Quotations About
humanity

“I know it. I know everything.”
She waited a moment. “What do you know?”
“No use making more people. People die.”
His voice was very calm and quiet and almost sad.
“That’s everything.”

Jenner: This is our extinction.

TS-19 (season 1, episode 6)
Posted in: The Walking Dead

I have been haunted by that swim through the whale graveyard and haven’t been able to get the image of the bones out of my head. Man hunted whales almost to the point of extinction, not seeming to care that we would lose one of the wonders of the sea world forever. It is the coldness of the water in Antarctica that preserves the bones and makes it look like they were left there yesterday but I like to think they are there as a reminder of man’s potential for folly.

Achieving The Impossible - A Fearless Leader. A Fragile Earth. (2010)

Never underestimate the power of dreams and the influence of the human spirit. We are all the same in this notion: The potential for greatness lives within each of us.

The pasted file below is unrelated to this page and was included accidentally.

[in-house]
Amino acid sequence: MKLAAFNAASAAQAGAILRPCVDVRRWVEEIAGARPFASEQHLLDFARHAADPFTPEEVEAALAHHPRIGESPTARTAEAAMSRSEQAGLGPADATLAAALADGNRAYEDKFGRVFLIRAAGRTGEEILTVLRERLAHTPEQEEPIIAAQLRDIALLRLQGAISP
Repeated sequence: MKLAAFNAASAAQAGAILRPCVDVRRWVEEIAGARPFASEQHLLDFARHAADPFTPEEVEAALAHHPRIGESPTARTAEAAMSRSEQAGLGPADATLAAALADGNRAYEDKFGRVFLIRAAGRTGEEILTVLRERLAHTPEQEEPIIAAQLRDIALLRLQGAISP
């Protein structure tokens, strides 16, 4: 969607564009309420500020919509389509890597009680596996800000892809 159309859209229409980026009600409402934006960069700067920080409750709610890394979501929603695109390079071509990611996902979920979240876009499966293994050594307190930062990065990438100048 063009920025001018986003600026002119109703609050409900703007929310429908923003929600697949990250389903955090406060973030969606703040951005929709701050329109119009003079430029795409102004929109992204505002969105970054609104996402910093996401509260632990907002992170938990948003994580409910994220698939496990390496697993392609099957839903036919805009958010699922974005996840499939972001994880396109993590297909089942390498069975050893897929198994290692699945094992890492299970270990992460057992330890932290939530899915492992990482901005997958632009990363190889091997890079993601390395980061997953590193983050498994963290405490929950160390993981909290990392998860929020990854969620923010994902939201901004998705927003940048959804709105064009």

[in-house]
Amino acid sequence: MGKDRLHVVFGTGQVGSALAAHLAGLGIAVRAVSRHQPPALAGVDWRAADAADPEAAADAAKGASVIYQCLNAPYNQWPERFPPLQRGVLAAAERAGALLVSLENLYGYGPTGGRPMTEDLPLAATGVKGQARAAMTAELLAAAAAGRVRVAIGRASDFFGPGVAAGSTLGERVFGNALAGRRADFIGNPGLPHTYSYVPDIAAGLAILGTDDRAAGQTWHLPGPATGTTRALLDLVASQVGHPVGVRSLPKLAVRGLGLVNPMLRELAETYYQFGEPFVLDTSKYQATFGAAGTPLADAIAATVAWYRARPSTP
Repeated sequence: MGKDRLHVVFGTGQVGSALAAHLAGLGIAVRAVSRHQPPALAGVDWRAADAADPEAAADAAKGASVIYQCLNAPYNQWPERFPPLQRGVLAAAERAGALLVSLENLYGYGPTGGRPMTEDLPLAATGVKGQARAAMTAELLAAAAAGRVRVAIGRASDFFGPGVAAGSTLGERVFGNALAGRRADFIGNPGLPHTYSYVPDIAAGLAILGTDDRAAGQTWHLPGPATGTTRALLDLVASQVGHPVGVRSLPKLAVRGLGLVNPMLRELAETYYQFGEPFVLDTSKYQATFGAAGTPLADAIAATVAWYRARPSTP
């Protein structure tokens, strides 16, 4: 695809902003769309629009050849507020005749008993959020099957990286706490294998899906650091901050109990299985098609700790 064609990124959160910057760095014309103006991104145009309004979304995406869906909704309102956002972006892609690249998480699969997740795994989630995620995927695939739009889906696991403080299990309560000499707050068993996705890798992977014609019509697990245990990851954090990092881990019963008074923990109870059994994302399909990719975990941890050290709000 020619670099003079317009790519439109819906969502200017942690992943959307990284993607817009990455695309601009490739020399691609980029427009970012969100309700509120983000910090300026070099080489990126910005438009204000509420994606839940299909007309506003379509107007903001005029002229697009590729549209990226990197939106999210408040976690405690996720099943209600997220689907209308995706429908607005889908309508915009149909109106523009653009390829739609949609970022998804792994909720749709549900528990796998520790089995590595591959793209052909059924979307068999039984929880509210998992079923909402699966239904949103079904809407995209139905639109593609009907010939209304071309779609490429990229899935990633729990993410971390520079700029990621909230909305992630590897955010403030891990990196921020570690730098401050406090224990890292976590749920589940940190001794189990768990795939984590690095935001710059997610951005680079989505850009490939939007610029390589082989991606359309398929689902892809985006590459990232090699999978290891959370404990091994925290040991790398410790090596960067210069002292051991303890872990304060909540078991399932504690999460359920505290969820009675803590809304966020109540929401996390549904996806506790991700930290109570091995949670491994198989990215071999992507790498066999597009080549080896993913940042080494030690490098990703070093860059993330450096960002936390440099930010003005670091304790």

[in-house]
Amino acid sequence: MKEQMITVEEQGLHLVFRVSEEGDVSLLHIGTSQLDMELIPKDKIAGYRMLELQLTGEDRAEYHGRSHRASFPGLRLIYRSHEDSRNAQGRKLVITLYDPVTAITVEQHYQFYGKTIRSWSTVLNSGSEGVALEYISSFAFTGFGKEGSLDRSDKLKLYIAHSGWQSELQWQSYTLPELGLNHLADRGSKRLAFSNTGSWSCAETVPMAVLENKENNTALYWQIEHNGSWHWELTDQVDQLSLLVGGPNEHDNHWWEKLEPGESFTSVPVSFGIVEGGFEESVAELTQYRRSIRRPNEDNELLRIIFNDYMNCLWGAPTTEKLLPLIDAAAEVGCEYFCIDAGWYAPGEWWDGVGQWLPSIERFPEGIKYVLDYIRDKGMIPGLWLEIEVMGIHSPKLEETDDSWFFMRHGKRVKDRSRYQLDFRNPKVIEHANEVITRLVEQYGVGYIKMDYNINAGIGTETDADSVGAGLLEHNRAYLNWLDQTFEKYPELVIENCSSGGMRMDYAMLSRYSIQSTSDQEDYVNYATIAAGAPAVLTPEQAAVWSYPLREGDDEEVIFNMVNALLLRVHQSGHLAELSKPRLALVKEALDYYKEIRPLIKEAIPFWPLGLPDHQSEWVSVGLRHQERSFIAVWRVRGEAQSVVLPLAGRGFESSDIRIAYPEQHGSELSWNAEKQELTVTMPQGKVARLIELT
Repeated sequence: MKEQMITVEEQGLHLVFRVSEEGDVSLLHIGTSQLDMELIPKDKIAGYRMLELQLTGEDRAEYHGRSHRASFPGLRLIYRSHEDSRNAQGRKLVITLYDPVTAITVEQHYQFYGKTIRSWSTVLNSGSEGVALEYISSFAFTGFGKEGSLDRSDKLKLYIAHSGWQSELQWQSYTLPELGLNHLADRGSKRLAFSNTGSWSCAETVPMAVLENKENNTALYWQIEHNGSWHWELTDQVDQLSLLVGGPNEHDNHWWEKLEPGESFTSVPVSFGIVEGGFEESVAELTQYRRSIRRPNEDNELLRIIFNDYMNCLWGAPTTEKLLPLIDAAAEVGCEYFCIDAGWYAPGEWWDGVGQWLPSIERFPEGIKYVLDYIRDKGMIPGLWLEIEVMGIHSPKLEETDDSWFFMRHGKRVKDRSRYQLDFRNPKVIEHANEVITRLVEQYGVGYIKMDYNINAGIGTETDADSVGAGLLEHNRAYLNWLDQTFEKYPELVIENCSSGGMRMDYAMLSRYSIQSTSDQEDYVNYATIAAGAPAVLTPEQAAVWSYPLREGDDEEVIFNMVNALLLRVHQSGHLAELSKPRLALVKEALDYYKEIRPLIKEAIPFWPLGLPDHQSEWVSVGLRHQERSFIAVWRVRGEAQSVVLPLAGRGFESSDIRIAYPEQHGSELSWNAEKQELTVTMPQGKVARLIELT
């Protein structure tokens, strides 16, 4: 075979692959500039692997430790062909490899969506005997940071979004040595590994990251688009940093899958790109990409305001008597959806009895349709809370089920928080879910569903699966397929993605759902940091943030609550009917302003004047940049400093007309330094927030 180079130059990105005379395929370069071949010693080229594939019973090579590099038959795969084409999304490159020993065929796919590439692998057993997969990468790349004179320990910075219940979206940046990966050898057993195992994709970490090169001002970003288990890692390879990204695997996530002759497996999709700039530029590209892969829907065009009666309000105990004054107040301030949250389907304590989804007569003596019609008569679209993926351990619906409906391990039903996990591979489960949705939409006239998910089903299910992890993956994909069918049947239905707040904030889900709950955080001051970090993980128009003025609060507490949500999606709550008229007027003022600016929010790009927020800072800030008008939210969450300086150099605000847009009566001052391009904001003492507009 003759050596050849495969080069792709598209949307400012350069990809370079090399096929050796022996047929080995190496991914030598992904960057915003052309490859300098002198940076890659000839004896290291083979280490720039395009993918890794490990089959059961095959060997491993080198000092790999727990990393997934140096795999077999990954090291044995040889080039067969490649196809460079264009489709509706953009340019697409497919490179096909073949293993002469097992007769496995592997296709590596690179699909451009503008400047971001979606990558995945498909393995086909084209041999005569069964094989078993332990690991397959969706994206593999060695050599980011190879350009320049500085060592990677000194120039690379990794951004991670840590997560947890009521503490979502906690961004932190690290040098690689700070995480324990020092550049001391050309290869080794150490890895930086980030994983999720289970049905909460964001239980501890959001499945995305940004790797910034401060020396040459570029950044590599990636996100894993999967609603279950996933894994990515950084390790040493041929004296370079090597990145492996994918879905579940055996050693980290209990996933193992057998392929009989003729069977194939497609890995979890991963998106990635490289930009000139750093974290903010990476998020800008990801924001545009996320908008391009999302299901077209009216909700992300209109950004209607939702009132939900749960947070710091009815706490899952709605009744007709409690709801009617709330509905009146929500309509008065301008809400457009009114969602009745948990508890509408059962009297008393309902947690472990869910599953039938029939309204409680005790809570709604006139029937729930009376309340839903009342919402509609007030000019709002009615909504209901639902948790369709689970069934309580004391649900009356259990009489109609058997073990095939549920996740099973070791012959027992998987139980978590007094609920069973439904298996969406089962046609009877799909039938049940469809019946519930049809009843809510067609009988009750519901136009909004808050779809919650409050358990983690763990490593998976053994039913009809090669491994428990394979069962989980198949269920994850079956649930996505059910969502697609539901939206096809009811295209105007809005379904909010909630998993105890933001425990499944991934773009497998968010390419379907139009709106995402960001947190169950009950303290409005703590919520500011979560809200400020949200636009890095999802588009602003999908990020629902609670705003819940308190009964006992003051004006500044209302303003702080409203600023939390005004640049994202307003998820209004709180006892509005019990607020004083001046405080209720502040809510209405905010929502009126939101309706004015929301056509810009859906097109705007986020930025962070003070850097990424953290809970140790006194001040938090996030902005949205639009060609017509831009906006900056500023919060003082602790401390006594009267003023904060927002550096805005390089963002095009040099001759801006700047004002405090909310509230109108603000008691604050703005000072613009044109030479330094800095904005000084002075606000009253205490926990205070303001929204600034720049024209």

As reported in The Huffington Post, July 27 2012.
Posted in: Wilma Rudolph

Ah, my dear brother, sometimes I know so clearly what I want. In life and in painting too, I can easily do without the dear Lord, but I can’t, suffering as I do, do without something greater than myself, which is my life, the power to create.
And if frustrated in this power physically, we try to create thoughts instead of children; in that way, we’re part of humanity all the same.

Posted in: Vincent van Gogh

Geometry is one and eternal shining in the mind of God. That share in it accorded to humans is one of the reasons that humanity is the image of God.